Novak talked

Now we know why he didn’t go to jail. He talked.

Once Cooper and Miller had challenged their subpoenas in the Plame inquiry, there were only two explanations for the absence of a contempt citation against Robert Novak. Either (1) he had chosen to cooperate, or (2) he was himself a target and had exercised his right not to testify against himself.

The Washington Post says it’s (1): Novak talked.

Author: Mark Kleiman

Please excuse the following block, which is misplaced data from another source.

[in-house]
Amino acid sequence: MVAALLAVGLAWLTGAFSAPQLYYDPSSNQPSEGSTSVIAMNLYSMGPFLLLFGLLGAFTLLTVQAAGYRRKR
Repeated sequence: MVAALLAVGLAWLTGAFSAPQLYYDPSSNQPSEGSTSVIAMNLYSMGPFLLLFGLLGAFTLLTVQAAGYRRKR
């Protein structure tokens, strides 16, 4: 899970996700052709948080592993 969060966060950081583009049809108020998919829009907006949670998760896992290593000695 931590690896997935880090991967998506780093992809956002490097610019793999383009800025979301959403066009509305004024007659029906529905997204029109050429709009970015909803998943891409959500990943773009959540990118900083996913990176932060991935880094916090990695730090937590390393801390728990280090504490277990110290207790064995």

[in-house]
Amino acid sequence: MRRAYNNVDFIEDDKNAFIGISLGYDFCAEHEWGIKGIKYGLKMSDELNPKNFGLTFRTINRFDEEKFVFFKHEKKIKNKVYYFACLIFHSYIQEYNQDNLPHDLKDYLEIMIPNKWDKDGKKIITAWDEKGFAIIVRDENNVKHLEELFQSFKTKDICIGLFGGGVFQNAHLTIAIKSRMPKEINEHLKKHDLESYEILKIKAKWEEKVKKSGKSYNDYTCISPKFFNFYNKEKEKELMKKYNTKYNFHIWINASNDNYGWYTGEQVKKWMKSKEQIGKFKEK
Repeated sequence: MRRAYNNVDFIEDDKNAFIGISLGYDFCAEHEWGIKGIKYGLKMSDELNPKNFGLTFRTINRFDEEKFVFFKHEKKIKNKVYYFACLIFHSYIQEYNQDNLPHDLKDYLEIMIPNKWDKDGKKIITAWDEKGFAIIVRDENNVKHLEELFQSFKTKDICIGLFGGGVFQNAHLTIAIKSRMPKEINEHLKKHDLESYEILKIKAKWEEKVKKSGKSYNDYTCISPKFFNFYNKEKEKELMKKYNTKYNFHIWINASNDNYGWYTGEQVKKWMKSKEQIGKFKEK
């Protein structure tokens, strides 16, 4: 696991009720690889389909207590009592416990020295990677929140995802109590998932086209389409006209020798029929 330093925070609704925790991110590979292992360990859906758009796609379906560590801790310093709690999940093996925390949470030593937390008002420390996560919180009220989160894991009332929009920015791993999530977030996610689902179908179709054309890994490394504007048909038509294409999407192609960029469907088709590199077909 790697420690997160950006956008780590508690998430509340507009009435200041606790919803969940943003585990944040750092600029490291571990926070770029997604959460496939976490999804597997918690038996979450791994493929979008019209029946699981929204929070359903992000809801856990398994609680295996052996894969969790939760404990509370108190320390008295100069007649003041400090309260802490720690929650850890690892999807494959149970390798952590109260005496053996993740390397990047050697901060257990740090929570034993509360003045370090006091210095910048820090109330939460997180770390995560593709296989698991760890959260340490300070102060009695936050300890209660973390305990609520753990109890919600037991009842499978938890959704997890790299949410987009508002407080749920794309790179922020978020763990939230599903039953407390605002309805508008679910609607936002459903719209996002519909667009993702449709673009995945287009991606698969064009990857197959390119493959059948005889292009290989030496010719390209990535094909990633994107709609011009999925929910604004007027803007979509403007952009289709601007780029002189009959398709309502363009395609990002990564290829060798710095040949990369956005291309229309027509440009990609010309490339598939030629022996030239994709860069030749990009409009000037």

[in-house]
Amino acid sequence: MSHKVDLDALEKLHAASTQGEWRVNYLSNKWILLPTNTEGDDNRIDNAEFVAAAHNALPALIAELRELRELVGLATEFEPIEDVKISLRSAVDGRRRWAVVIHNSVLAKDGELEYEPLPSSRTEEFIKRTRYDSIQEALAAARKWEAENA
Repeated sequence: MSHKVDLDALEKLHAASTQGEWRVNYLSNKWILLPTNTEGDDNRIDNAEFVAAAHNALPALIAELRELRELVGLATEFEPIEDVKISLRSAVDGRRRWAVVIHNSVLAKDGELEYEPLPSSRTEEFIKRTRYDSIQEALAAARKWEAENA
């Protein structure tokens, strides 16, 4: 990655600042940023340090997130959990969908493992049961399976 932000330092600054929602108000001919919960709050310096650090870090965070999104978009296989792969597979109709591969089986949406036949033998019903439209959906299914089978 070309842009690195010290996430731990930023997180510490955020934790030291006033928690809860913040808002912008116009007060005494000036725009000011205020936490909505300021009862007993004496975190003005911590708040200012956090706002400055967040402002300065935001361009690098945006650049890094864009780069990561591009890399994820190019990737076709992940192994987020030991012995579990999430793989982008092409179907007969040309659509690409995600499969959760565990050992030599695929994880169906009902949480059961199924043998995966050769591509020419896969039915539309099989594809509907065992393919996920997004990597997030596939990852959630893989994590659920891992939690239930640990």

Professor of Public Policy at the NYU Marron Institute for Urban Management and editor of the Journal of Drug Policy Analysis. Teaches about the methods of policy analysis about drug abuse control and crime control policy, working out the implications of two principles: that swift and certain sanctions don't have to be severe to be effective, and that well-designed threats usually don't have to be carried out. Books: Drugs and Drug Policy: What Everyone Needs to Know (with Jonathan Caulkins and Angela Hawken) When Brute Force Fails: How to Have Less Crime and Less Punishment (Princeton, 2009; named one of the "books of the year" by The Economist Against Excess: Drug Policy for Results (Basic, 1993) Marijuana: Costs of Abuse, Costs of Control (Greenwood, 1989) UCLA Homepage Curriculum Vitae Contact: